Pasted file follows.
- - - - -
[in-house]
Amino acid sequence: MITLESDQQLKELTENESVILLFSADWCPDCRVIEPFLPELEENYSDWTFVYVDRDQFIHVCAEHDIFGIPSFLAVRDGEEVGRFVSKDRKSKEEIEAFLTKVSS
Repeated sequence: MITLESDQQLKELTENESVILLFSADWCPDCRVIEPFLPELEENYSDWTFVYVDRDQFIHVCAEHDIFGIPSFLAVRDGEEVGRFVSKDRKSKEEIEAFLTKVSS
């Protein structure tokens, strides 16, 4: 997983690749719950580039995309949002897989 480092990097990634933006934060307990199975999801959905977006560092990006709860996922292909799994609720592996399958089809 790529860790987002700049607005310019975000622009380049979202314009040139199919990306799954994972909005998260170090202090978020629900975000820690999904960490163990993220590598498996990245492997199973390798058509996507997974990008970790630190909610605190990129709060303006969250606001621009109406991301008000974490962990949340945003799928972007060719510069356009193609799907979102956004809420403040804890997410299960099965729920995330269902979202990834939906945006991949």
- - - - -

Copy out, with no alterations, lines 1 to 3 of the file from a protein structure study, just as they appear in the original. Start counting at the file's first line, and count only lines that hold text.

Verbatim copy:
[in-house]
Amino acid sequence: MITLESDQQLKELTENESVILLFSADWCPDCRVIEPFLPELEENYSDWTFVYVDRDQFIHVCAEHDIFGIPSFLAVRDGEEVGRFVSKDRKSKEEIEAFLTKVSS
Repeated sequence: MITLESDQQLKELTENESVILLFSADWCPDCRVIEPFLPELEENYSDWTFVYVDRDQFIHVCAEHDIFGIPSFLAVRDGEEVGRFVSKDRKSKEEIEAFLTKVSS